2017 EMA Alert ArticleWhat is Alert and Notification?
In Madison County we have multiple ways of notifying the public in the event of a natural disaster or a chemical related event. Madison County has four (4) methods of alerting the public:

  •     Comprehensive outdoor siren system
  •     Zone specific Adviser Alert Radios (AARs)
  •     Everbridge Reverse 911
  •     Emergency Alert System

These systems allow EMA to notify the public in a matter of minutes when a weather or chemical event occurs. The systems will provide information that directs the public of what to do during an event.


Adviser Alert Radios (AARs)

AARAdviser Alert Radios (AARs) were sent out to eligible addresses within Madison County by the Madison County EMA/CSEPP Program.  AARs are distributed to a 9.2 mile radius as well as to residents within the city limits of Berea.  Madison County EMA/CSEPP recommends residents outside this area purchase a weather radio at a local retailer. All “special population facilities” received an AAR, no matter what their location in the county.  Special population facilities include schools, daycares, long-term care facilities and hospitals.

Remember: The AAR is designed to stay with the address of the home, business, or apartment to which they are assigned.  Even if you move, the AAR stays. Only ONE AAR will be assigned to a residential address.

All AAR units are the property of Madison County EMA/CSEPP and have assigned serial numbers.
It is illegal to sell an Adviser Alert Radio.

Outdoor Siren Notifications

Siren-355x1024-104x300Sirens are designed as an outdoor warning system. They alert people who are outside that an emergency has occurred or is imminent. The purpose is to move persons into a shelter, and have them tune to Emergency Alert System (EAS) radio stations for more information.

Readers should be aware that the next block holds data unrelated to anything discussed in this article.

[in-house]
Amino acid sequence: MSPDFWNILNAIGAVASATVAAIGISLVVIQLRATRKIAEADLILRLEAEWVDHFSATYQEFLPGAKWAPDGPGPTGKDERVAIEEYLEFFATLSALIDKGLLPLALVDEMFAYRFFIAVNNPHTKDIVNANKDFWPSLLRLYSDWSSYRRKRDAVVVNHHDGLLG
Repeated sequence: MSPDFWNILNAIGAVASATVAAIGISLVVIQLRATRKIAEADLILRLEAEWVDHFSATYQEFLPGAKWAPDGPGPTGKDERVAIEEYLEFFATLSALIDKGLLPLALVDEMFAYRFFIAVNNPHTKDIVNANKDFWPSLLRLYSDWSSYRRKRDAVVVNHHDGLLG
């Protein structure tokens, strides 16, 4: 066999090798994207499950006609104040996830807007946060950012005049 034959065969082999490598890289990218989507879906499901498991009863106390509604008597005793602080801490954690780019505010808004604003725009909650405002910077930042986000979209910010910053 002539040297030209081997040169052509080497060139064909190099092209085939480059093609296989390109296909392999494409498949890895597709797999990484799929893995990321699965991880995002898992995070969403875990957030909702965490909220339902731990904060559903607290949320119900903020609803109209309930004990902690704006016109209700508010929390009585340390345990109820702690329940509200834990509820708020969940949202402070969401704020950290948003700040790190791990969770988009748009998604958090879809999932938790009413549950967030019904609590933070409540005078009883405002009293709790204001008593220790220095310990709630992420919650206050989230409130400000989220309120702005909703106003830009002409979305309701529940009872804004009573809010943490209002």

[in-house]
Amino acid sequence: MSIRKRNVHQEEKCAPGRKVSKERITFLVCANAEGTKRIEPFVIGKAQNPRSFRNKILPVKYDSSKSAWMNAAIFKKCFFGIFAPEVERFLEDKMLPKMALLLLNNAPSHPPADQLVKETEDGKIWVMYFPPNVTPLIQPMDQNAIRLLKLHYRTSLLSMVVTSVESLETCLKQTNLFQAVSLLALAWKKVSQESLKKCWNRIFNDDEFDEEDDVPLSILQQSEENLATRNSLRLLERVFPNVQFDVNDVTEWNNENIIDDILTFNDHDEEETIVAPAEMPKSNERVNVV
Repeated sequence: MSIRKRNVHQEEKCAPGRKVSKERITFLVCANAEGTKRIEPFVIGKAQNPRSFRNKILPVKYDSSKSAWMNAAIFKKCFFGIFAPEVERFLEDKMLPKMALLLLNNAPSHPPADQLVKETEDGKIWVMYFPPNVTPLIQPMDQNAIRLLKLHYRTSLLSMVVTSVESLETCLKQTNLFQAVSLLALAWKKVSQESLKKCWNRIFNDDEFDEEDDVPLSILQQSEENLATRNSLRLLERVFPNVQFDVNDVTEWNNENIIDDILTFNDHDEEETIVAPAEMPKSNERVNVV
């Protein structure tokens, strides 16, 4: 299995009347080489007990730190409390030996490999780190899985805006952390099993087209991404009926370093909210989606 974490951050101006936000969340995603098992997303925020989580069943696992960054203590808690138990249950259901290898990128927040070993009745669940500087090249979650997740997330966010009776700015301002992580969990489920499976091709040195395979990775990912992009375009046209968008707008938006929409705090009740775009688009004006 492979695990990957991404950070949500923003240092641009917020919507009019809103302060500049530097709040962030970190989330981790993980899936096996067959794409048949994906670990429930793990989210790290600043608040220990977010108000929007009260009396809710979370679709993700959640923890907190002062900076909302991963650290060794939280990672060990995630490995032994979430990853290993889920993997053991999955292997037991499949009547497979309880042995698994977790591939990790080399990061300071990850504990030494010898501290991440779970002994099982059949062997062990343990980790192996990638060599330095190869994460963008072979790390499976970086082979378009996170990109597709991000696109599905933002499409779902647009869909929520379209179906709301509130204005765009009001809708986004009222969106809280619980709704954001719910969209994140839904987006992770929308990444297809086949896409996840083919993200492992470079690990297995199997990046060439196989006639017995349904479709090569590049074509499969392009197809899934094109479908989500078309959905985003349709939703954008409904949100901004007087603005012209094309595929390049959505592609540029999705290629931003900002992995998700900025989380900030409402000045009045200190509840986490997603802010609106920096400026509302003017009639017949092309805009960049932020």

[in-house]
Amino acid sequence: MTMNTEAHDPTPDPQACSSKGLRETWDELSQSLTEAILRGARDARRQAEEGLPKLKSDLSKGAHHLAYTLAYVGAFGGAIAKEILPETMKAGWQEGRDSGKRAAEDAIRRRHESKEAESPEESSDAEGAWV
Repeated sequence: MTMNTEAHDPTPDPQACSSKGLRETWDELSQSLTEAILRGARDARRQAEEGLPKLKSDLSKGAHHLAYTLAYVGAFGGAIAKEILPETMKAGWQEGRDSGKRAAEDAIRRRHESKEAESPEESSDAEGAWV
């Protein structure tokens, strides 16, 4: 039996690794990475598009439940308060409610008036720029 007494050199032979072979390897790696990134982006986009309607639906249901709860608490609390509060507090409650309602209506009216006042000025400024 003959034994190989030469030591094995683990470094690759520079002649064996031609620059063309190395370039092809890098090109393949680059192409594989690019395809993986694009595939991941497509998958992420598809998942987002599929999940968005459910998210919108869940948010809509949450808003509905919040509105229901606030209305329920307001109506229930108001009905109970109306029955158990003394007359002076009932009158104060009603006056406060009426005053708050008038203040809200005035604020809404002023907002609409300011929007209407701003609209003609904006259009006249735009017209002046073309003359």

Ninety (90) sirens are located throughout Madison County.  The sirens are strategically placed in more heavily populated areas of the county, including Richmond, the Eastern Kentucky University campus, Berea, Fort Boonesborough, White Hall, Kingston, Union City, and Kirksville. The siren system has three (3) different wails or tones. Different tones are used for different types of emergencies. Each tone lasts for forty-five (45) seconds, and is followed by a fifteen (15) second voice message.

Steady wail is the severe weather tone. It is a continuous forty-five (45) second screech that sounds like a conventional siren. A voice message will either state that the National Weather Service has issued a severe weather warning, instructing listeners to tune to local radio and television stations, or it will state the type of warning (thunderstorm or tornado) and instruct listeners to seek shelter immediately.

Alternate steady wail is the chemical incident tone. It is a series of two high-pitched beeping sounds. The beep last for forty-five (45) seconds, and are followed by a message that tells residents an incident has occurred, and to listen to local EAS radio stations.

Westminster Chimes is the testing wail.


Tests are conducted on the first Saturday of every month at 12:20 in the afternoon starting in January of 2022.

2022 Siren testing 6









Radio / Telvesion Alerts

  • WEKY 1340 AM
  • WEKU 88.9 FM
  • WCBR 1110 AM
  • WCBR 93.7 FM
  • WLFX  106.7 FM
  • WCYO 100.7 FM
  • WIRV 1550 AM
  • Time Warner Cable


Mass Notification System
Madison County uses the Everbridge system for our Emergency Alert Program.  This program allows you to receive a phone call, text message, and/or email in the event of an emergency or a special situation that affects the county.



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